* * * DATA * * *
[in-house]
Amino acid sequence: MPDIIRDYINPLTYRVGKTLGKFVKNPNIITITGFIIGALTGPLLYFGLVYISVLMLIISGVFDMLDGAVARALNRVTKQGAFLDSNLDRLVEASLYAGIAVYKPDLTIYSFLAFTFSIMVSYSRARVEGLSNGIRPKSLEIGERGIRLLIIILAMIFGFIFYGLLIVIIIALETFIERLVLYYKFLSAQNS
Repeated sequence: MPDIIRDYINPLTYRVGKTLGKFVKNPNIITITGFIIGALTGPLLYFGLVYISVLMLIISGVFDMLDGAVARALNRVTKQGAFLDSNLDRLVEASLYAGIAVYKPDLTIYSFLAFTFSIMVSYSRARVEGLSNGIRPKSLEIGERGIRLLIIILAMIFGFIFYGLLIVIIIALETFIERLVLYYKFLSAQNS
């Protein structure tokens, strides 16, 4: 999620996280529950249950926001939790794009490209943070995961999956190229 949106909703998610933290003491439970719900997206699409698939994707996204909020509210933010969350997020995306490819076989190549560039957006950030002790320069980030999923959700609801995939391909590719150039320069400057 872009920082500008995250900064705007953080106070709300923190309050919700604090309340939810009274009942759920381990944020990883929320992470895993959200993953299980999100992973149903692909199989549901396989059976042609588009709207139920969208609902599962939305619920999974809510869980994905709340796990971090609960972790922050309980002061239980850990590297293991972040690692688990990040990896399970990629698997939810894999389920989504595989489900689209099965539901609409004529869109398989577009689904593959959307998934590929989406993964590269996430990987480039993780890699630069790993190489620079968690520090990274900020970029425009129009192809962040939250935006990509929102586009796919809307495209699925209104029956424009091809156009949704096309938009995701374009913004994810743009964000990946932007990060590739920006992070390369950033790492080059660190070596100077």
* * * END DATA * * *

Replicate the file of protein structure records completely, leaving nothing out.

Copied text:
[in-house]
Amino acid sequence: MPDIIRDYINPLTYRVGKTLGKFVKNPNIITITGFIIGALTGPLLYFGLVYISVLMLIISGVFDMLDGAVARALNRVTKQGAFLDSNLDRLVEASLYAGIAVYKPDLTIYSFLAFTFSIMVSYSRARVEGLSNGIRPKSLEIGERGIRLLIIILAMIFGFIFYGLLIVIIIALETFIERLVLYYKFLSAQNS
Repeated sequence: MPDIIRDYINPLTYRVGKTLGKFVKNPNIITITGFIIGALTGPLLYFGLVYISVLMLIISGVFDMLDGAVARALNRVTKQGAFLDSNLDRLVEASLYAGIAVYKPDLTIYSFLAFTFSIMVSYSRARVEGLSNGIRPKSLEIGERGIRLLIIILAMIFGFIFYGLLIVIIIALETFIERLVLYYKFLSAQNS
């Protein structure tokens, strides 16, 4: 999620996280529950249950926001939790794009490209943070995961999956190229 949106909703998610933290003491439970719900997206699409698939994707996204909020509210933010969350997020995306490819076989190549560039957006950030002790320069980030999923959700609801995939391909590719150039320069400057 872009920082500008995250900064705007953080106070709300923190309050919700604090309340939810009274009942759920381990944020990883929320992470895993959200993953299980999100992973149903692909199989549901396989059976042609588009709207139920969208609902599962939305619920999974809510869980994905709340796990971090609960972790922050309980002061239980850990590297293991972040690692688990990040990896399970990629698997939810894999389920989504595989489900689209099965539901609409004529869109398989577009689904593959959307998934590929989406993964590269996430990987480039993780890699630069790993190489620079968690520090990274900020970029425009129009192809962040939250935006990509929102586009796919809307495209699925209104029956424009091809156009949704096309938009995701374009913004994810743009964000990946932007990060590739920006992070390369950033790492080059660190070596100077």